But that figure is far lower than a $2.9 billion estimate engineering firm Steer Davies Gleave & Hatch provided to TransLink in a July 2017 study. That estimate, in 2022 dollars, covered an eight-station, grade-separated, 16-kilometre rail line that would run cars consistent with those designed for the Expo and Millennium Lines.

McCallum has previously stated the project could be done for far less than that $2.9 billion if about half the SkyTrain line was at grade. It is unclear if McCallum’s $1.65 billion SkyTrain figure is supported by any reports, but he cited the roughly $1.4 billion spent on the 11-kilometre Evergreen Line in reaching that number. McCallum did not return a request for comment Monday.

Gord Lovegrove, an associate professor at the University of B.C.’s School of Engineering, said the last time he checked, each kilometre of SkyTrain line could be expected to cost around $150 million to build.

His per-kilometre estimate is not far off the 2011 dollar costs of the Evergreen line once they are adjusted for inflation. It is also consistent with an estimate in 2016 dollars that Steer Davies Gleave & Hatch provided for the Surrey to Langley SkyTrain extension.

“You have order of magnitude differences in costs” between LRT and SkyTrain systems, Lovegrove said.

He said the problem North Americans tend to have with light rail, which is relatively new on the continent, is that “we want to have our own exclusive right-of-way. We’re not willing to take the risk safety-wise, timetable-wise or schedule-wise to have it run with traffic.”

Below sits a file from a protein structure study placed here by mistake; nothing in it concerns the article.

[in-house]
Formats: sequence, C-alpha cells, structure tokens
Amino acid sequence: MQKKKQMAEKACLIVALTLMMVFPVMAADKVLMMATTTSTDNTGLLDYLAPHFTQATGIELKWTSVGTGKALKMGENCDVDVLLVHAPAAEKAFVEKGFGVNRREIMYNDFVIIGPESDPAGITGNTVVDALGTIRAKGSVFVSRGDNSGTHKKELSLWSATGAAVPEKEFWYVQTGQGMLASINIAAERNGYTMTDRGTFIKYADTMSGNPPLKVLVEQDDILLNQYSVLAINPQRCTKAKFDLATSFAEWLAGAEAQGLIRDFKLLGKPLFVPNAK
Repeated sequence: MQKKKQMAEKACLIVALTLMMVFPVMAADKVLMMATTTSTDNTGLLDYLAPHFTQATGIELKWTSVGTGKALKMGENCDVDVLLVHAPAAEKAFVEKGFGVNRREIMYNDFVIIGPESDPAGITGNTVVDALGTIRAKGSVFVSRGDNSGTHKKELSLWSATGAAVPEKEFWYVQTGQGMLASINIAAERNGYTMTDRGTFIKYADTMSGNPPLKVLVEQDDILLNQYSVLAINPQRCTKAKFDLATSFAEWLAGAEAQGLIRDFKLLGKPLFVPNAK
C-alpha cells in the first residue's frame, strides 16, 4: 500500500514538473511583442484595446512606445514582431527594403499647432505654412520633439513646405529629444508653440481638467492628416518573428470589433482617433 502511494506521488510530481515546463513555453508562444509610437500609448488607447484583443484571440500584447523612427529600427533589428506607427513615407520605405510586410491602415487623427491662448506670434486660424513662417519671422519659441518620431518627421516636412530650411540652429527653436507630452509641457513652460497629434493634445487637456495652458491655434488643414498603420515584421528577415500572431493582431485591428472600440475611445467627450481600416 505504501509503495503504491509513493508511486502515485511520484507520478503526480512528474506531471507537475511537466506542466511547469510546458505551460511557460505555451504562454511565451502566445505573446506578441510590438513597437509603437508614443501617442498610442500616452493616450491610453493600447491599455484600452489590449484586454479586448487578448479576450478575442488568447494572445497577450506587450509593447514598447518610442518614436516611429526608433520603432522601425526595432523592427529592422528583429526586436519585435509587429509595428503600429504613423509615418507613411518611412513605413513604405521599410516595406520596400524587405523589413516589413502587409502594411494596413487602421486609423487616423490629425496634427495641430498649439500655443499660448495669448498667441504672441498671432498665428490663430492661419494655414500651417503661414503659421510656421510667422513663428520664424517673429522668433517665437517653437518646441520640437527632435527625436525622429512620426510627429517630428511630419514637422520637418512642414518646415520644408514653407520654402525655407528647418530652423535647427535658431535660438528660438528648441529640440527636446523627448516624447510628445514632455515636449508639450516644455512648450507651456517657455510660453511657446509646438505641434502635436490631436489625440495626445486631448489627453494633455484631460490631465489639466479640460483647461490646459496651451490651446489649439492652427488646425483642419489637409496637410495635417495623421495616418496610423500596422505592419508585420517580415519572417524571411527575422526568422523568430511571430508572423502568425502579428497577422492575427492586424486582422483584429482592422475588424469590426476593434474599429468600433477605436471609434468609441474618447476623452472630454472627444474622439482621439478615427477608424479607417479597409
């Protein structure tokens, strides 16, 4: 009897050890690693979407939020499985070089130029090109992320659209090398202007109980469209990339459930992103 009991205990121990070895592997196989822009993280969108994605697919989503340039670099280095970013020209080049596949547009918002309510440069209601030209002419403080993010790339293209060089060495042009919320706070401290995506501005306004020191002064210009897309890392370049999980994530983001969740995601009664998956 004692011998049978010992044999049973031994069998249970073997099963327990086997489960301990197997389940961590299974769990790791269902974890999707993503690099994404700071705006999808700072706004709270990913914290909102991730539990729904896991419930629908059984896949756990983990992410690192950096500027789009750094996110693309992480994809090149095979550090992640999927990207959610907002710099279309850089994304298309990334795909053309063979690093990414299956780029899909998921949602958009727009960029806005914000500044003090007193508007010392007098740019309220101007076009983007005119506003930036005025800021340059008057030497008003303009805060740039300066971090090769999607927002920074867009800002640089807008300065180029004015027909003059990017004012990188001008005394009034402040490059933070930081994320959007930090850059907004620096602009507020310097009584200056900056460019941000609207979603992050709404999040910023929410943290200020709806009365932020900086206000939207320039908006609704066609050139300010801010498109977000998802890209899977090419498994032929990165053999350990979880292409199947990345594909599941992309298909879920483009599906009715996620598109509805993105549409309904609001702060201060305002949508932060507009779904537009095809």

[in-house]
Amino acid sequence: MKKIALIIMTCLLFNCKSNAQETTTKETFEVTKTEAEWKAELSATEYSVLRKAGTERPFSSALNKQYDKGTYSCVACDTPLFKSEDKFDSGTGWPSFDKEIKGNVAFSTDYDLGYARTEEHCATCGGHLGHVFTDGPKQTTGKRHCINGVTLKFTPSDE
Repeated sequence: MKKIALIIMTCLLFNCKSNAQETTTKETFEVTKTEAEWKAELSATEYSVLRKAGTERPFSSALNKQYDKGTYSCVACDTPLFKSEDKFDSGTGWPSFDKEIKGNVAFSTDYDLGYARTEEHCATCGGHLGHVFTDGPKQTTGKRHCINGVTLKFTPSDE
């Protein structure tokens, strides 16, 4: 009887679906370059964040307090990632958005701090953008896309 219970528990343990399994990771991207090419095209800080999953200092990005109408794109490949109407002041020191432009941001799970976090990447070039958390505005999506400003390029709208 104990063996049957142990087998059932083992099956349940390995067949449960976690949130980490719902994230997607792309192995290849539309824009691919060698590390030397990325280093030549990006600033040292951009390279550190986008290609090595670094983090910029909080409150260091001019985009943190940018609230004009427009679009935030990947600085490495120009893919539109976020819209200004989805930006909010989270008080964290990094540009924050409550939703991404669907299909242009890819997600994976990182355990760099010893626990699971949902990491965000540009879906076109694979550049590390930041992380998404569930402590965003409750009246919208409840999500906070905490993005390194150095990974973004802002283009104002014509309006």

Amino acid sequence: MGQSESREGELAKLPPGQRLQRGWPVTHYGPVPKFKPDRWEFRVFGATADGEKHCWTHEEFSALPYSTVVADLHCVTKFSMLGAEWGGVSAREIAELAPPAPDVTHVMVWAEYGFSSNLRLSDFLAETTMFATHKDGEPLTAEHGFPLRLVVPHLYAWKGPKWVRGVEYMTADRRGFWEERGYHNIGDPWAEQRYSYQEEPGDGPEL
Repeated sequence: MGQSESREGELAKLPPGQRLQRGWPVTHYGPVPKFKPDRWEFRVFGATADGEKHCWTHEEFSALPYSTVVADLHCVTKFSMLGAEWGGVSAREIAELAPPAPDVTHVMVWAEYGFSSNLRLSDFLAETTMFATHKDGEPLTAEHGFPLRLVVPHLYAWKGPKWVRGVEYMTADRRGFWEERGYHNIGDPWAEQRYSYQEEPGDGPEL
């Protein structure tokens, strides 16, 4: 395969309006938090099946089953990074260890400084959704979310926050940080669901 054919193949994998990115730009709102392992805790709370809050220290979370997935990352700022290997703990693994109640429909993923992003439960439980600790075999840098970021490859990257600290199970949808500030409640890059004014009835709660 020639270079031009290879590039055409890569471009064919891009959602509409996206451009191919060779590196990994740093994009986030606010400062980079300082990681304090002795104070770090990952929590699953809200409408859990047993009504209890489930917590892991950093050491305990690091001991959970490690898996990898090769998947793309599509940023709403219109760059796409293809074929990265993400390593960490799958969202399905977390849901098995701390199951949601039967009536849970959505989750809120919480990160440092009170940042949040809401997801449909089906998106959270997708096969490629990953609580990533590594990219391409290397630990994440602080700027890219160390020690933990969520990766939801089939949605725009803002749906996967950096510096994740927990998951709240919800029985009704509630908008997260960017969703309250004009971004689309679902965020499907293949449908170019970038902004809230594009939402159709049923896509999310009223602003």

But Lovegrove said exclusive right-of-ways need not be the case any longer, citing Hamburg’s system as proving you can run at grade in traffic.

“I would just recommend maybe take a second longer look. Otherwise, if you’re spending an order of magnitude more, then you’re just not able to do as much with that same taxpayer dollar.”

Anthony Perl, a professor of urban studies and political science at Simon Fraser University with a focus on transportation, said that in every category he could think of, SkyTrain “costs more and does less.” Among other things, the automated system demands separated infrastructure, he said.

For Perl, part of the problem with SkyTrain is that it creates “development deserts” between stations. In contrast, the LRT system would have encouraged more density, he said.